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Creating Successful Leaders

More than a few people have told me that they marvel at my ability to speak in front of large groups of people with ease. Different versions of “how do you do it?” are the most common questions I get, as they can’t seem to wrap their heads around how a person can remain so calm and composed with all eyes on them.

The truth is, there is rarely a time when I don’t feel anxious leading up to a speaking engagement. I too get the staple sweaty palms, shortness of breath and a heart rate going a mile a minute. Getting nervous before taking the stage is an almost universal experience.

So how do I, or anyone else who does a lot of public speaking, appear composed even while anxious? As boring as it is, the answer is practice. I’ve done it over and over again, and I’ve paid attention to the mistakes I’ve made during past speaking events. Each talk becomes more manageable and less daunting, and usually once I get a couple minutes in, it’s off to the races.

But more generally, what we’re really talking about here is performance under pressure. Clearly, we all experience it and face it in our jobs and in other aspects of our lives, yet some of us seem more adept at handling and overcoming it, while others struggle with the tendency to “choke.”

To Choke Is No Joke

We’ve all seen a breakdown occur, whether it’s witnessing a public speaker fall apart once they hit the stage, sitting through a coworker stumble through a presentation, or simply watching an athlete buckle under the pressure in an overtime game on TV. Recently, the popular film director Michael Bay fell apart on stage at a Samsung press conference after an apparent teleprompter failure:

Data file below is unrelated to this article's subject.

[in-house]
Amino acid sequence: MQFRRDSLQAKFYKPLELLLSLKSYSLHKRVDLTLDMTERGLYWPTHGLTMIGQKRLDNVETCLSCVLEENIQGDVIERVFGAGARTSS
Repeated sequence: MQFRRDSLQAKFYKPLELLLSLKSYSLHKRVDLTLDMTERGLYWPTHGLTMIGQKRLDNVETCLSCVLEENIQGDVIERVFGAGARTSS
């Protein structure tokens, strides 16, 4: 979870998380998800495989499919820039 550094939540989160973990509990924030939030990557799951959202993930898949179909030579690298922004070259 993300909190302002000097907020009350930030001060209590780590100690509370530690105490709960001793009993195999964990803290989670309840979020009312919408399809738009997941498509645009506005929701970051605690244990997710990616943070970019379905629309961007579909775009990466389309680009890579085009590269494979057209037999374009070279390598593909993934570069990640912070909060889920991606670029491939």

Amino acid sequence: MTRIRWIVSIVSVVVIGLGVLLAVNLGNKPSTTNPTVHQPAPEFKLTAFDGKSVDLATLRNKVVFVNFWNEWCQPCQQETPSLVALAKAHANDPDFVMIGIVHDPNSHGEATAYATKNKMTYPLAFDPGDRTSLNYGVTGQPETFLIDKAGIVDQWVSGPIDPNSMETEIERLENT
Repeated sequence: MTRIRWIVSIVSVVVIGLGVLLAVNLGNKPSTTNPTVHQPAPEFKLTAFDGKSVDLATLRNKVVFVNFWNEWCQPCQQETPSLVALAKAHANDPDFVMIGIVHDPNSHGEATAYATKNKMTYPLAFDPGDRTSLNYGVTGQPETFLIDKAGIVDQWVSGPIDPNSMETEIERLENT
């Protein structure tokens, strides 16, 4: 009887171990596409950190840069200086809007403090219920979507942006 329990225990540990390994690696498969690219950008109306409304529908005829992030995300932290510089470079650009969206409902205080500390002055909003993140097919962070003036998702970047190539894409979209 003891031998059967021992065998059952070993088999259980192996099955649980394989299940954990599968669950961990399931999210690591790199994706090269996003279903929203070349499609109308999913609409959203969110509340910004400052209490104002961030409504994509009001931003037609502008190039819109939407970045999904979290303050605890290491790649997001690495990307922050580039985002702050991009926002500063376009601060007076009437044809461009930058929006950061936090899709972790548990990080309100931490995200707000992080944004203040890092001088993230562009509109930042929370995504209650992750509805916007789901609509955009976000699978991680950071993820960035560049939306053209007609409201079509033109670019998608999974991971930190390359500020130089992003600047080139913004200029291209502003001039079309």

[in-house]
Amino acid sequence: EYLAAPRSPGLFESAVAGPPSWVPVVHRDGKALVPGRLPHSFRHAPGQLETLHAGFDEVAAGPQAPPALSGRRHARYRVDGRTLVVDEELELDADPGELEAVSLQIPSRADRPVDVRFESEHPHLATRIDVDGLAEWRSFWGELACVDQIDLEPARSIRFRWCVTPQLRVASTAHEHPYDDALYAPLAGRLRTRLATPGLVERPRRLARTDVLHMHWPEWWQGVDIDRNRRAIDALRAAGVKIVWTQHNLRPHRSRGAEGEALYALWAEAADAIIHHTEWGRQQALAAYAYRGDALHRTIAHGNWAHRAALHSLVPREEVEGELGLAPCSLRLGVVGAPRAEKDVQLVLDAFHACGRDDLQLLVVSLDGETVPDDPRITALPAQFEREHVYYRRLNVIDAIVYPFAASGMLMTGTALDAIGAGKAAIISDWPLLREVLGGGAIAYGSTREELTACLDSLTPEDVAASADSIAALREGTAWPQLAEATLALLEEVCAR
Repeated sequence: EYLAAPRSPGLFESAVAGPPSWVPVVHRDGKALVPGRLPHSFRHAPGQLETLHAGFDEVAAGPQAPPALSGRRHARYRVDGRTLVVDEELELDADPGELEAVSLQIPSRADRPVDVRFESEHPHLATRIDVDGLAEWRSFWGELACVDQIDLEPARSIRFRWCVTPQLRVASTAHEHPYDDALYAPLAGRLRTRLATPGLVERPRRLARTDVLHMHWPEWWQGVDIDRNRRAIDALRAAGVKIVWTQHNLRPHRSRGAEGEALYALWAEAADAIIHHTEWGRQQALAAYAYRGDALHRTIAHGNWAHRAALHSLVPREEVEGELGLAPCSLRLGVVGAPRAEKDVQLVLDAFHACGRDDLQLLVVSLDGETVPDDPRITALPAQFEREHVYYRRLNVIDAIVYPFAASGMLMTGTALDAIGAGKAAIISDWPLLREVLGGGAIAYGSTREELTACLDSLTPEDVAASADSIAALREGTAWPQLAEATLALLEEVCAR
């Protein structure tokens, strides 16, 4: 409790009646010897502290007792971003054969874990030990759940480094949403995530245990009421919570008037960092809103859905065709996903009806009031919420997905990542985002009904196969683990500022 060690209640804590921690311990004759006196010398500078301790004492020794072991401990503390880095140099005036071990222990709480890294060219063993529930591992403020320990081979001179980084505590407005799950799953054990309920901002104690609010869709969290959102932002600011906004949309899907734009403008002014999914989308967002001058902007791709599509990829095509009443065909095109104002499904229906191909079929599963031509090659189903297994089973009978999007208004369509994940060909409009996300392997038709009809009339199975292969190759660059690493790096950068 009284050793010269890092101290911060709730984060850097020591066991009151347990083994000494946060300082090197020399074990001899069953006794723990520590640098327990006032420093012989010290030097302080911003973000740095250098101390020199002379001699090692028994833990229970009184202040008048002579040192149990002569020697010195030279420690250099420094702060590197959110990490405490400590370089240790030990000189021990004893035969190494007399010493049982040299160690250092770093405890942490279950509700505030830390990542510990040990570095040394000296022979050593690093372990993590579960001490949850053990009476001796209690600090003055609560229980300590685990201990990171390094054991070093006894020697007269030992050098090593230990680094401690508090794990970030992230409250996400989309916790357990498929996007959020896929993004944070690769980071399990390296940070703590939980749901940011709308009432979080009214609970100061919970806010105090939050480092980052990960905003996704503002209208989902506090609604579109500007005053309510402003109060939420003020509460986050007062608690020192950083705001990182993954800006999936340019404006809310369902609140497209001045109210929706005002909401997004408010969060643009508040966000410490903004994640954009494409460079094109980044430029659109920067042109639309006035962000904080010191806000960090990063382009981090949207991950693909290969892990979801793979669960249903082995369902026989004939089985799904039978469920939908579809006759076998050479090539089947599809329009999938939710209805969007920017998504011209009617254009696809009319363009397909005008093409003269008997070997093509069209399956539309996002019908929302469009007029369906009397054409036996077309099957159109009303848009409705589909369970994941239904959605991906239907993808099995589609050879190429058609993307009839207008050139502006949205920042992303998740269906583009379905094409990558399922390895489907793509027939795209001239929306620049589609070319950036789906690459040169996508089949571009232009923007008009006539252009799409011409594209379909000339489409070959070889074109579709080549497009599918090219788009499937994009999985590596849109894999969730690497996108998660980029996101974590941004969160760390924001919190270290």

Case in point: these chokes are hard to watch. That’s because we can empathize with the dreaded feeling of drawing a blank at the exact moment we’re supposed to perform.

There Is Hope For The Choker

Buckling under pressure doesn’t mean you’re weak. It has nothing to do with your skills, talents, or your worth. What it does indicate is that you have the problem of over-thinking the situation at the moment it is happening. Chokers tend to over-worry and obsess over how they’re performing and appearing as they give a speech, a presentation or shoot a free throw. Clutch performers, on the other hand, are able to eliminate all the extra chatter in their heads and focus on the task.

Sports psychologists have found that those struggling with performing under pressure get help by focusing on other things while they perform the task in question. Golfers, for instance, might concentrate on their favorite song while they swing. This helps them find their flow, that point we hit our peak performance efficiency.

Quick takeaway:

1. Practice gives you the confidence to manage your nerves

2. Focusing on pleasant, calming thoughts can help minimize obsessive, distracting thoughts and increase “flow”

3. A little nerves serve as motivation! Take comfort in the fact that your nervousness is proof that you care


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